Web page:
Art Forward: Persistence: The Art of Louise Nevelson

The following article is written bthere Natasha F. Khan, Rahr-Western Arts Museum Collection assistant.

“Most artists create out of desperation. The very nature of creation is not a performing glory on the outside, it is a painful and difficult search on the inside. –Louise Nevelson

Louise Nevelson (1899-1988) has been a Ukrainian-American sculptor. the Rahr-The Art Museum of the West has a piece from our permanent collection by her, Composition, which was created in 1967. This piece is currently on display in the Center Gallery Mansion. Composition is a piece of Artists and writers protest the war in Vietnam. With 15 other artists, she created a wallet of 1966-1967 to show and encourage protest against the war. Unlike his sculptures, this piece was a print Screen. Beyond sculpture, Nevelson also drew, painted and engraved.

“Composition” by Louise Nevelson, Silkscreen, 1967, 1974.012.028, Gift of Mr. & Mrs. Samuel Dorsky

the Artists and writers demonstrate against the war In Vietnam portfolio was curated by Jack Sonenberg, a New York-based artist. It was created as a fundraiser for Artists and Writers Protest, Inc. Poets and artists donated their work while publishers and printers donated their time and materials. A large number of the artists who participated had served in World War II and had seen the atrocities of war and wanted to promote peace. Artists and Writers Protest, Inc. was an extension of the Greenwich Village Peace Center and the War Resisters’ League which were all created by a group of poets and artists. In January 1967, the members of the bands released a whole page ad in the New York Times urging everyone to “end your silence” on the war. Actors, dancers and musicians also criss-crossed the city on flatbed trucks to perform awork on the theme of anti-war. Other pieces from the museum’s collection portfolio include: The skin by Irving petlin, Untitled by Ad Reinhart, Untitled by George Sugarman To kill For Peace by Carol Summers Untitled by Paul burlin, tempered by Allen D’Arcangelo, Untitled by Mark Di Soveroand red number by Charles Hinman.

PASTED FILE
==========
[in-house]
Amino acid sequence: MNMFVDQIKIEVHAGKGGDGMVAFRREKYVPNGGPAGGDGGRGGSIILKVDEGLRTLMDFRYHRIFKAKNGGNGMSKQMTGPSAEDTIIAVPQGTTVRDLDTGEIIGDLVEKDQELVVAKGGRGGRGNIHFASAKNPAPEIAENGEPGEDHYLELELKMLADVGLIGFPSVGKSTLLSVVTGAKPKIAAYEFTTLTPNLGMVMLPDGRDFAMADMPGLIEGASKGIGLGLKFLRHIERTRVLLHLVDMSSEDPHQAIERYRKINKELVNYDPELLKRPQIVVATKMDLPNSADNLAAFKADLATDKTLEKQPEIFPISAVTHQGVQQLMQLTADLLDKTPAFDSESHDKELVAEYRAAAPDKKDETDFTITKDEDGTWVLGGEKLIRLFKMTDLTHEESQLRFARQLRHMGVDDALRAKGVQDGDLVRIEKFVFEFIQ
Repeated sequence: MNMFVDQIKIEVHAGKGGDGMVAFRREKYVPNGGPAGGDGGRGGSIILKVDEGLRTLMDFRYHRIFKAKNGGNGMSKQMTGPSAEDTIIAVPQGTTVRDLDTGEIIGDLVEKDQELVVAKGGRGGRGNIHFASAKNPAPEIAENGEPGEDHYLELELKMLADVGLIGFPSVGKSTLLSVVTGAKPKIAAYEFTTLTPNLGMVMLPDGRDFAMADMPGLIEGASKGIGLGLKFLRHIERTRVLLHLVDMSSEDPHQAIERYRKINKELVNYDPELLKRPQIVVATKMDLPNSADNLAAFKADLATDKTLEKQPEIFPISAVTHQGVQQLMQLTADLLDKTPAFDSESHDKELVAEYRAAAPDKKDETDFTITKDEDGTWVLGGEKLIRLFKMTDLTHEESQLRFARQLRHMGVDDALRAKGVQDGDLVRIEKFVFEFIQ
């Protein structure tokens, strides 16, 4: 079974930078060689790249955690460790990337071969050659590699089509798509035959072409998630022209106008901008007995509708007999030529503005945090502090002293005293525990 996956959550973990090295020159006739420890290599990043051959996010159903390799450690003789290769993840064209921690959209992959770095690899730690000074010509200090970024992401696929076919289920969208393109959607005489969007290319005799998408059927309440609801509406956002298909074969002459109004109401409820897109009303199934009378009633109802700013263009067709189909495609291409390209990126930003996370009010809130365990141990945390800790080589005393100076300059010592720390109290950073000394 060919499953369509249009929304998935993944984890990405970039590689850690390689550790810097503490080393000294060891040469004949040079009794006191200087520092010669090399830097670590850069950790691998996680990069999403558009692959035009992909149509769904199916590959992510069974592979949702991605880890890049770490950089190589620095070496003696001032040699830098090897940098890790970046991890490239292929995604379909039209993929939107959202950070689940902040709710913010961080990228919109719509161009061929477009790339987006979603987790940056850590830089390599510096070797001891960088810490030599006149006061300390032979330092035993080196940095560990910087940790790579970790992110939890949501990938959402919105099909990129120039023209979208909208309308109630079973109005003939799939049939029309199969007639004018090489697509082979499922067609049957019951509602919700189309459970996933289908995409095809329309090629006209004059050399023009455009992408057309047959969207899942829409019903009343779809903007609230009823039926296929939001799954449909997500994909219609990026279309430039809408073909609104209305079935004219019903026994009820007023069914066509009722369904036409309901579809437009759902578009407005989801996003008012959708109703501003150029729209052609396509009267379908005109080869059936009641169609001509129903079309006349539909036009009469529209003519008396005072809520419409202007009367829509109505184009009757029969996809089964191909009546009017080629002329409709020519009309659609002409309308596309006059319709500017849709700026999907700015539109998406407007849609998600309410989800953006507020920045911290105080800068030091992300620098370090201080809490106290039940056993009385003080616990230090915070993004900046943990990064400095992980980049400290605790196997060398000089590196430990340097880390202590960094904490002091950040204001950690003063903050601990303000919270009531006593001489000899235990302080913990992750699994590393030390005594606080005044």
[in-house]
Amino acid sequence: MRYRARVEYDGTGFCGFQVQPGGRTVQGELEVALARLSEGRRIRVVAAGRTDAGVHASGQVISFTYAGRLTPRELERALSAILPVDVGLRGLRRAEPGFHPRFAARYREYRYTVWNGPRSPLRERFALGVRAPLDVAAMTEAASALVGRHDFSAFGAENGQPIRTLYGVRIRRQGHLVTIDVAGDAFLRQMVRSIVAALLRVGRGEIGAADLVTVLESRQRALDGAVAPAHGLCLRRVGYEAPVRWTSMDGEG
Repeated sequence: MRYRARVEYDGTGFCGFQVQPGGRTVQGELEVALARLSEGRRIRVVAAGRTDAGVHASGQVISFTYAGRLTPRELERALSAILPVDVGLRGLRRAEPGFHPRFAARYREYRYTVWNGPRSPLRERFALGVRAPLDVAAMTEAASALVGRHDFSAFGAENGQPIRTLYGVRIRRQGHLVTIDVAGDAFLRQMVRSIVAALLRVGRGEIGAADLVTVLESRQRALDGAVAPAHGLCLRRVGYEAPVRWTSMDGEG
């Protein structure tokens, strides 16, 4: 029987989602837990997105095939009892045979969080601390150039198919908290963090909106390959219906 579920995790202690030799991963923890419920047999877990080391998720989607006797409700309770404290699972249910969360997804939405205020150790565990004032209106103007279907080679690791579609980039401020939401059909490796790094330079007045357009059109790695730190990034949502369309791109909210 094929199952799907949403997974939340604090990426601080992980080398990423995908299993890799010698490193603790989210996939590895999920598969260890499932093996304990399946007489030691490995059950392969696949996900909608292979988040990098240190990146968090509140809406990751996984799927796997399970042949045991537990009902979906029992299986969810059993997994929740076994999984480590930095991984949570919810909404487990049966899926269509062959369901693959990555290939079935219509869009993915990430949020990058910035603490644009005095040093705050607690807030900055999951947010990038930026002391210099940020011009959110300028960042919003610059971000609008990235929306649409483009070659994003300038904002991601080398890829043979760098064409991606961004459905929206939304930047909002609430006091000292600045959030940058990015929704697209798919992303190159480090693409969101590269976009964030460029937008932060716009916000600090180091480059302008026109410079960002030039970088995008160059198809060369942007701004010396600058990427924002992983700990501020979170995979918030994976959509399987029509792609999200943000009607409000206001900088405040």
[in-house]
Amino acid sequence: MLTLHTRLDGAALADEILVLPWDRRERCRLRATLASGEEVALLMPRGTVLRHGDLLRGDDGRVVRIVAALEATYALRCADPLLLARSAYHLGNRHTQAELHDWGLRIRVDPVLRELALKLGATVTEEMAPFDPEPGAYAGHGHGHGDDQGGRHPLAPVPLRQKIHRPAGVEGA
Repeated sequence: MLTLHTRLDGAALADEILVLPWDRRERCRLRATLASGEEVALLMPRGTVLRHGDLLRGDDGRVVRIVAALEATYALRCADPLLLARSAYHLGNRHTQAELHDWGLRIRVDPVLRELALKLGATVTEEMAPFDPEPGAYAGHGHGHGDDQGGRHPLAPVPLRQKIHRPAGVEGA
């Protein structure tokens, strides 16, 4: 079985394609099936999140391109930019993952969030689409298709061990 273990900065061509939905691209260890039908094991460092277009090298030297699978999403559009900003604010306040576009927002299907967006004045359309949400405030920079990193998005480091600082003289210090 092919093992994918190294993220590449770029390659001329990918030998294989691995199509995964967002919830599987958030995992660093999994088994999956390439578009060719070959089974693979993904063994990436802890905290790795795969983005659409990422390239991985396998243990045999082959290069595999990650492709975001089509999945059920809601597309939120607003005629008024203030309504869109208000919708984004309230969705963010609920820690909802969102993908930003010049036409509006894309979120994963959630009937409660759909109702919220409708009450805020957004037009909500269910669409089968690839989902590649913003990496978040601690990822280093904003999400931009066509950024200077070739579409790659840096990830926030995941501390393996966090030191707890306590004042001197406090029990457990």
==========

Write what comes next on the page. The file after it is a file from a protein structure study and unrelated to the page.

Louise’s family immigrated to Rockland, Maine in 1905 from what is now kyiv, Ukraine. They immigrated because of the abuses inflicted by the Tsarist Russians on the Jewish community where she was born. Louise was one of the leading sculptors of the 20th century, but was not recognized as such until she was 60 years old. Much of his early career focused on his struggle for recognition in the male-dominated field of sculpture. His dramatic and large sculptures paved the way for discussion in the feminist art movement of the 1970s by breaking the taboo that only male artwork could be large scale. Many of his pieces are assemblages, monumental, monochrome pieces, wooden wall pieces and outdoor sculptures. She is aAlso known for her “theatrical appearance”, wearing heavy mascara, mink eyelashes, wearing furs, wearing extravagant jewelry she made herself, and often wearing black.

Louise Nevelson, photo by Richard Avedon

“Women at that time were supposed to look pretty and throwing little handkerchiefs everywhere…well, I couldn’t play that part. –Louise Nevelson

She moved to New York in her twenties to study singing, acting, painting, and drawing; attending the Art Students League in 1929-1930. After traveling to Munich, Germany she studied with Hans Hofmann, an abstract expressionist painter. After returning to new York she worked with Diego Rivera, a muralist, who influenced her first solo exhibition in 1941.

Louise’s subject came from her feelings as an uprooted childod, clashing cultures, the divinity of nature and female biography. In many of her pieces, she used wooden objects she found in piles of urban debris to create stories and recall the shapes of the city, nature and celestial bodies, while elevating the abandoned pieces of city life. These small pieces, viewed holistically, were often monumental in size and were referred to as “found in”. While she enjoyed working with wooden pieces, she moved on to steel, aluminum, plexiglass and other materials to create small pieces.permanent pieces for the exterior. Louise’s work focused on three colors: black, white and gold, but especially black. “Black means totality, it means contains everything…if I talk about it every day for the rest of my life, I won’t finish what it really means.” – Louise Nevelson

In the 1950s, as Nevelson was gaining recognition for his work, his style was to use open-faced boxes that were stacked to create freestanding walls. Inside the boxes, she displayed collections of precisely blended abstract-shaped objectschair legs, pieces of balustrades and other found objects. Everything would be painted in one color. Once she started creating pieces for the outdoors, she also used outdoor lighting to her advantage. Follow the link below for an example of one of its massive parts:

Some of his most famous pieces include: Sky Cathedral 1958, Night Tree 1971, Sky Landscape 1988, Full Moon 1980, Night Sail 1985, Untitled 1970 and many more. Louise Nevelson is one of many artists, especially female artists, to prove that it is never too late to achieve and pursue your dreams.

This video by art historian Deborah A Goldberg Ph.D of the Rockefeller Brothers Fund, sheds additional light on Louise Nevelson and her amazing and unique work.

Think outside the box: Louise Nevelson at Kykuit

Watch this fascinating video of Louise Nevelson herself from the Met.

Nevelson underway, 1977

“Innever feel the age… If you have a creative job, you have neither the age nor the time. –Louise Nevelson

Photo © Dan Budnik
Louise Nevelson, Grand Central Gallery, New York – 1958 with CATHEDRAL I